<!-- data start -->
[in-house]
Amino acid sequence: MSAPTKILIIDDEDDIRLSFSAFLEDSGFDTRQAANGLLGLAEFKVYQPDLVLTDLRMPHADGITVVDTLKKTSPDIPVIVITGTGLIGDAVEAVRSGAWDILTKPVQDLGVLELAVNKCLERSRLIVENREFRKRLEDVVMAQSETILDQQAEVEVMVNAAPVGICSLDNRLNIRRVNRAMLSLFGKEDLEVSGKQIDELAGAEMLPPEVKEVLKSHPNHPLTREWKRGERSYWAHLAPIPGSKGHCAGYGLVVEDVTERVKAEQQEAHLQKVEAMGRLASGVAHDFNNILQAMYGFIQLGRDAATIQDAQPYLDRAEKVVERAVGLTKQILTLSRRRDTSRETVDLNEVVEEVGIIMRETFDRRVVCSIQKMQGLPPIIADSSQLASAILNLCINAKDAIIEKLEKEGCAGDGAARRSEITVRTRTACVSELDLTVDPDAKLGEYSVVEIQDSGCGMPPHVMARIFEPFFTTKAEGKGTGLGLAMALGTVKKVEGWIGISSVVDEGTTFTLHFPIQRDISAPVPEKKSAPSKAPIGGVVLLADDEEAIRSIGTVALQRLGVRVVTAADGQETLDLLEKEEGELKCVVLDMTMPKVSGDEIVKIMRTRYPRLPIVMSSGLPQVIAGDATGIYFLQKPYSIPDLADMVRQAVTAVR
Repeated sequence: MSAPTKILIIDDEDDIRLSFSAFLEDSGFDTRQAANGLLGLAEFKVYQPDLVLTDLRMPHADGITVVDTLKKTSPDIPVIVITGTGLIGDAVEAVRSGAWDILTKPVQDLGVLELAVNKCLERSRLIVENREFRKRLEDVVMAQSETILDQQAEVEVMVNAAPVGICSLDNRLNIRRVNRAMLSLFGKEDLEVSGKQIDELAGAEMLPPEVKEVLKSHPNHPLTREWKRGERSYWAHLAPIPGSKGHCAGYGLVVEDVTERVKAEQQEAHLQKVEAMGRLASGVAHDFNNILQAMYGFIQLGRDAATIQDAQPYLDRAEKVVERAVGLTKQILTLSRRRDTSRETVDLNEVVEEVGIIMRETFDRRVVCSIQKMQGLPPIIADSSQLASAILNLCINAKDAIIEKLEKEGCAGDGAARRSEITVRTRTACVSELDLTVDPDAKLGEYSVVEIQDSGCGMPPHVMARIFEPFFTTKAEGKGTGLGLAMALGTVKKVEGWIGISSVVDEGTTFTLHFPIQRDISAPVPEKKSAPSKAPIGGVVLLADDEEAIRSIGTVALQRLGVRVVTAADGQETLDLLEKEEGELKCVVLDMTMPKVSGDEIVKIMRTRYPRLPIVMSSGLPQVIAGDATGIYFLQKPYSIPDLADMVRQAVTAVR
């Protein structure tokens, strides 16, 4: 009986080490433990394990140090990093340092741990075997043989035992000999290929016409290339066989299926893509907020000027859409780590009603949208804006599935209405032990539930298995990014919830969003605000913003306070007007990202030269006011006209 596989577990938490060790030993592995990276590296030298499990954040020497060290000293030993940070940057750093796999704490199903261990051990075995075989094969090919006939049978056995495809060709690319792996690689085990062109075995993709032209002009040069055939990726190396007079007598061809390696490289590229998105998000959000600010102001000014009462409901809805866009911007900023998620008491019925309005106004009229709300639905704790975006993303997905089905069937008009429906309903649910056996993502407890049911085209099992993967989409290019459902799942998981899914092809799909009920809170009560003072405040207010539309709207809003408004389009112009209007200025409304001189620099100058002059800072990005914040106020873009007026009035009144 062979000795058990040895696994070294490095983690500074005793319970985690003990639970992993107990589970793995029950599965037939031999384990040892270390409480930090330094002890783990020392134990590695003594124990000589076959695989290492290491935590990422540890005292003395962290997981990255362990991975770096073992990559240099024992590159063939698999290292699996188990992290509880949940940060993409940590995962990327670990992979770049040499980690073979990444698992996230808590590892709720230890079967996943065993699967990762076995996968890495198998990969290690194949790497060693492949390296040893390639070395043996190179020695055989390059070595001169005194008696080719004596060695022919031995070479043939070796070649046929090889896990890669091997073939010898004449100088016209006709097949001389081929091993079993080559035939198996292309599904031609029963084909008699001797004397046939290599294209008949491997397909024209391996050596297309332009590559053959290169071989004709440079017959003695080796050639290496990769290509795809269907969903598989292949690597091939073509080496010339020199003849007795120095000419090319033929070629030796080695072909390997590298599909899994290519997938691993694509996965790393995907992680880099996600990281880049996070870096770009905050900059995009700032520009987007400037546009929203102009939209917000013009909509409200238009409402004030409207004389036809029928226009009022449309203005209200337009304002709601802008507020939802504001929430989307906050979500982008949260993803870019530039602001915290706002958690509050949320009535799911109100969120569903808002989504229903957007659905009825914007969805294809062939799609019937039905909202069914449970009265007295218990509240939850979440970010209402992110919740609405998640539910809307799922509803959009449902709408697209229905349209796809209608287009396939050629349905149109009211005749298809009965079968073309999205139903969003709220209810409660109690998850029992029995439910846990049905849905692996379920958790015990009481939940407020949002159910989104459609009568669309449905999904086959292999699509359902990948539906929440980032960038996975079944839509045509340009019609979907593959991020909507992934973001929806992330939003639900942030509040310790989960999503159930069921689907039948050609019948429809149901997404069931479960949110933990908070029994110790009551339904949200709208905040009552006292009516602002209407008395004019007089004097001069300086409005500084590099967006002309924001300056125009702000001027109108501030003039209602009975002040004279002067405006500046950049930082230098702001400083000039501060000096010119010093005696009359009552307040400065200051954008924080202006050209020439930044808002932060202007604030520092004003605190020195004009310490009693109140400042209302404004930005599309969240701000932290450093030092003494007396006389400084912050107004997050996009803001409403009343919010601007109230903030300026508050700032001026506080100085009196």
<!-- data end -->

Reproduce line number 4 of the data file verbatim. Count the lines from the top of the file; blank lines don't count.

């Protein structure tokens, strides 16, 4: 009986080490433990394990140090990093340092741990075997043989035992000999290929016409290339066989299926893509907020000027859409780590009603949208804006599935209405032990539930298995990014919830969003605000913003306070007007990202030269006011006209 596989577990938490060790030993592995990276590296030298499990954040020497060290000293030993940070940057750093796999704490199903261990051990075995075989094969090919006939049978056995495809060709690319792996690689085990062109075995993709032209002009040069055939990726190396007079007598061809390696490289590229998105998000959000600010102001000014009462409901809805866009911007900023998620008491019925309005106004009229709300639905704790975006993303997905089905069937008009429906309903649910056996993502407890049911085209099992993967989409290019459902799942998981899914092809799909009920809170009560003072405040207010539309709207809003408004389009112009209007200025409304001189620099100058002059800072990005914040106020873009007026009035009144 062979000795058990040895696994070294490095983690500074005793319970985690003990639970992993107990589970793995029950599965037939031999384990040892270390409480930090330094002890783990020392134990590695003594124990000589076959695989290492290491935590990422540890005292003395962290997981990255362990991975770096073992990559240099024992590159063939698999290292699996188990992290509880949940940060993409940590995962990327670990992979770049040499980690073979990444698992996230808590590892709720230890079967996943065993699967990762076995996968890495198998990969290690194949790497060693492949390296040893390639070395043996190179020695055989390059070595001169005194008696080719004596060695022919031995070479043939070796070649046929090889896990890669091997073939010898004449100088016209006709097949001389081929091993079993080559035939198996292309599904031609029963084909008699001797004397046939290599294209008949491997397909024209391996050596297309332009590559053959290169071989004709440079017959003695080796050639290496990769290509795809269907969903598989292949690597091939073509080496010339020199003849007795120095000419090319033929070629030796080695072909390997590298599909899994290519997938691993694509996965790393995907992680880099996600990281880049996070870096770009905050900059995009700032520009987007400037546009929203102009939209917000013009909509409200238009409402004030409207004389036809029928226009009022449309203005209200337009304002709601802008507020939802504001929430989307906050979500982008949260993803870019530039602001915290706002958690509050949320009535799911109100969120569903808002989504229903957007659905009825914007969805294809062939799609019937039905909202069914449970009265007295218990509240939850979440970010209402992110919740609405998640539910809307799922509803959009449902709408697209229905349209796809209608287009396939050629349905149109009211005749298809009965079968073309999205139903969003709220209810409660109690998850029992029995439910846990049905849905692996379920958790015990009481939940407020949002159910989104459609009568669309449905999904086959292999699509359902990948539906929440980032960038996975079944839509045509340009019609979907593959991020909507992934973001929806992330939003639900942030509040310790989960999503159930069921689907039948050609019948429809149901997404069931479960949110933990908070029994110790009551339904949200709208905040009552006292009516602002209407008395004019007089004097001069300086409005500084590099967006002309924001300056125009702000001027109108501030003039209602009975002040004279002067405006500046950049930082230098702001400083000039501060000096010119010093005696009359009552307040400065200051954008924080202006050209020439930044808002932060202007604030520092004003605190020195004009310490009693109140400042209302404004930005599309969240701000932290450093030092003494007396006389400084912050107004997050996009803001409403009343919010601007109230903030300026508050700032001026506080100085009196």